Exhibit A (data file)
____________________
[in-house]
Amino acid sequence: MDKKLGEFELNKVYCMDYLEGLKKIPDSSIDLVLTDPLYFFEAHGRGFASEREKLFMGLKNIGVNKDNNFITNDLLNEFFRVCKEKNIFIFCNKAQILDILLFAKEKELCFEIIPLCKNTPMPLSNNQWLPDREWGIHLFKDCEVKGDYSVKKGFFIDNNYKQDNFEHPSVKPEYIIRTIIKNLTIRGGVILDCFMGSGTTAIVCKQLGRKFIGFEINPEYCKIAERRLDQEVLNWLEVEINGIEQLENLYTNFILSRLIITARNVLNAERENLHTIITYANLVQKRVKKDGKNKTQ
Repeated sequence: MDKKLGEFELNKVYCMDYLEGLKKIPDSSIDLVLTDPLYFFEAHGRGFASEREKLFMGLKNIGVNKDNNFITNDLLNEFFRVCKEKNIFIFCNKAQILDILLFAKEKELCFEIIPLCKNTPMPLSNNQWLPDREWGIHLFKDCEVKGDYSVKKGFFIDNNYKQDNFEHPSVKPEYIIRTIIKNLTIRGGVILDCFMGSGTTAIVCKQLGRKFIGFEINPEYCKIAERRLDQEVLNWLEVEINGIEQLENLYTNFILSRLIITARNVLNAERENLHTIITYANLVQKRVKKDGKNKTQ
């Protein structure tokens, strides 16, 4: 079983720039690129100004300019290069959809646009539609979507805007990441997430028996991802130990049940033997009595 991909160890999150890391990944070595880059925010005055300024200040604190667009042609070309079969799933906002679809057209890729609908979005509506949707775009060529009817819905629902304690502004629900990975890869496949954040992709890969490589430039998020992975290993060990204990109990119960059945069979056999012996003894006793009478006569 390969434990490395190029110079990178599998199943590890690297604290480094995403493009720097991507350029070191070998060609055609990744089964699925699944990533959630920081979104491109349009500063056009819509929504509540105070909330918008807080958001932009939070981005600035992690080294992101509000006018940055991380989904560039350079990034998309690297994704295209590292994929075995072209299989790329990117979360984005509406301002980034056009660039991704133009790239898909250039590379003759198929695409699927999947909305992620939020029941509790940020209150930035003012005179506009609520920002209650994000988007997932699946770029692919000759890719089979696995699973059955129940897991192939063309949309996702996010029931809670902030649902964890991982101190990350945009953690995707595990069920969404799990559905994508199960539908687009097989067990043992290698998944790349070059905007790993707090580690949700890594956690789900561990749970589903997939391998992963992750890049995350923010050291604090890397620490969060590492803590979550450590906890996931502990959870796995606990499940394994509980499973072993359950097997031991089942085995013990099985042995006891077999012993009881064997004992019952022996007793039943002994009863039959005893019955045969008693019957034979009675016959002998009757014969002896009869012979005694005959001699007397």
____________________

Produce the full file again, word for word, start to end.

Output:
[in-house]
Amino acid sequence: MDKKLGEFELNKVYCMDYLEGLKKIPDSSIDLVLTDPLYFFEAHGRGFASEREKLFMGLKNIGVNKDNNFITNDLLNEFFRVCKEKNIFIFCNKAQILDILLFAKEKELCFEIIPLCKNTPMPLSNNQWLPDREWGIHLFKDCEVKGDYSVKKGFFIDNNYKQDNFEHPSVKPEYIIRTIIKNLTIRGGVILDCFMGSGTTAIVCKQLGRKFIGFEINPEYCKIAERRLDQEVLNWLEVEINGIEQLENLYTNFILSRLIITARNVLNAERENLHTIITYANLVQKRVKKDGKNKTQ
Repeated sequence: MDKKLGEFELNKVYCMDYLEGLKKIPDSSIDLVLTDPLYFFEAHGRGFASEREKLFMGLKNIGVNKDNNFITNDLLNEFFRVCKEKNIFIFCNKAQILDILLFAKEKELCFEIIPLCKNTPMPLSNNQWLPDREWGIHLFKDCEVKGDYSVKKGFFIDNNYKQDNFEHPSVKPEYIIRTIIKNLTIRGGVILDCFMGSGTTAIVCKQLGRKFIGFEINPEYCKIAERRLDQEVLNWLEVEINGIEQLENLYTNFILSRLIITARNVLNAERENLHTIITYANLVQKRVKKDGKNKTQ
């Protein structure tokens, strides 16, 4: 079983720039690129100004300019290069959809646009539609979507805007990441997430028996991802130990049940033997009595 991909160890999150890391990944070595880059925010005055300024200040604190667009042609070309079969799933906002679809057209890729609908979005509506949707775009060529009817819905629902304690502004629900990975890869496949954040992709890969490589430039998020992975290993060990204990109990119960059945069979056999012996003894006793009478006569 390969434990490395190029110079990178599998199943590890690297604290480094995403493009720097991507350029070191070998060609055609990744089964699925699944990533959630920081979104491109349009500063056009819509929504509540105070909330918008807080958001932009939070981005600035992690080294992101509000006018940055991380989904560039350079990034998309690297994704295209590292994929075995072209299989790329990117979360984005509406301002980034056009660039991704133009790239898909250039590379003759198929695409699927999947909305992620939020029941509790940020209150930035003012005179506009609520920002209650994000988007997932699946770029692919000759890719089979696995699973059955129940897991192939063309949309996702996010029931809670902030649902964890991982101190990350945009953690995707595990069920969404799990559905994508199960539908687009097989067990043992290698998944790349070059905007790993707090580690949700890594956690789900561990749970589903997939391998992963992750890049995350923010050291604090890397620490969060590492803590979550450590906890996931502990959870796995606990499940394994509980499973072993359950097997031991089942085995013990099985042995006891077999012993009881064997004992019952022996007793039943002994009863039959005893019955045969008693019957034979009675016959002998009757014969002896009869012979005694005959001699007397």